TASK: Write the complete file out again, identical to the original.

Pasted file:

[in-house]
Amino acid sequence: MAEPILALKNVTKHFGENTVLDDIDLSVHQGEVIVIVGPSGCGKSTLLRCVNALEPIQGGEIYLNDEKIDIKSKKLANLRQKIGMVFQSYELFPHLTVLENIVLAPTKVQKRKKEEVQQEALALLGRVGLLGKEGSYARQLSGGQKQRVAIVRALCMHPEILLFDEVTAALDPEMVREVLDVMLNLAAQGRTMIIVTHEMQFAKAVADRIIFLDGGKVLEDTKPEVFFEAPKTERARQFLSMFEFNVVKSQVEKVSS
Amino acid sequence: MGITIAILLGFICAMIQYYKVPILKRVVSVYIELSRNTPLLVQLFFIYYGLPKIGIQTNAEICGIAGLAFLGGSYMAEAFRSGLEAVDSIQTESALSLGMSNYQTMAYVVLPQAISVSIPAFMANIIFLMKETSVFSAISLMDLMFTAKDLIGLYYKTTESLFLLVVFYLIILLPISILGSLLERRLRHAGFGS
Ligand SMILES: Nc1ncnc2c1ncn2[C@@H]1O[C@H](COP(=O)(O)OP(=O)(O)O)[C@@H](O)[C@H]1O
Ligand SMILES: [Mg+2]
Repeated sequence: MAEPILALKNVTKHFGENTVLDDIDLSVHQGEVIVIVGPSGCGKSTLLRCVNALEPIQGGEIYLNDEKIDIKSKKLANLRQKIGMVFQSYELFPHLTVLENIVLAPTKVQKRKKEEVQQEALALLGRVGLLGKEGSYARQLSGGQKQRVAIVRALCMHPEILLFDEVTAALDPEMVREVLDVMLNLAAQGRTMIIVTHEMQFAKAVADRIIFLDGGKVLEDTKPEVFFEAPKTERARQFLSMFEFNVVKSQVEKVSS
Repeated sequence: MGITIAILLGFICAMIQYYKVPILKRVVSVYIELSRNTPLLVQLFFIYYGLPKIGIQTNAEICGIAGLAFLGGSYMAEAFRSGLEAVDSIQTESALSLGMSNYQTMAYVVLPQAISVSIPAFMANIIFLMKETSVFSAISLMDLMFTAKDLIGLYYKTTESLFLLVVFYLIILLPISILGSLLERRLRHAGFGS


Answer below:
[in-house]
Amino acid sequence: MAEPILALKNVTKHFGENTVLDDIDLSVHQGEVIVIVGPSGCGKSTLLRCVNALEPIQGGEIYLNDEKIDIKSKKLANLRQKIGMVFQSYELFPHLTVLENIVLAPTKVQKRKKEEVQQEALALLGRVGLLGKEGSYARQLSGGQKQRVAIVRALCMHPEILLFDEVTAALDPEMVREVLDVMLNLAAQGRTMIIVTHEMQFAKAVADRIIFLDGGKVLEDTKPEVFFEAPKTERARQFLSMFEFNVVKSQVEKVSS
Amino acid sequence: MGITIAILLGFICAMIQYYKVPILKRVVSVYIELSRNTPLLVQLFFIYYGLPKIGIQTNAEICGIAGLAFLGGSYMAEAFRSGLEAVDSIQTESALSLGMSNYQTMAYVVLPQAISVSIPAFMANIIFLMKETSVFSAISLMDLMFTAKDLIGLYYKTTESLFLLVVFYLIILLPISILGSLLERRLRHAGFGS
Ligand SMILES: Nc1ncnc2c1ncn2[C@@H]1O[C@H](COP(=O)(O)OP(=O)(O)O)[C@@H](O)[C@H]1O
Ligand SMILES: [Mg+2]
Repeated sequence: MAEPILALKNVTKHFGENTVLDDIDLSVHQGEVIVIVGPSGCGKSTLLRCVNALEPIQGGEIYLNDEKIDIKSKKLANLRQKIGMVFQSYELFPHLTVLENIVLAPTKVQKRKKEEVQQEALALLGRVGLLGKEGSYARQLSGGQKQRVAIVRALCMHPEILLFDEVTAALDPEMVREVLDVMLNLAAQGRTMIIVTHEMQFAKAVADRIIFLDGGKVLEDTKPEVFFEAPKTERARQFLSMFEFNVVKSQVEKVSS
Repeated sequence: MGITIAILLGFICAMIQYYKVPILKRVVSVYIELSRNTPLLVQLFFIYYGLPKIGIQTNAEICGIAGLAFLGGSYMAEAFRSGLEAVDSIQTESALSLGMSNYQTMAYVVLPQAISVSIPAFMANIIFLMKETSVFSAISLMDLMFTAKDLIGLYYKTTESLFLLVVFYLIILLPISILGSLLERRLRHAGFGS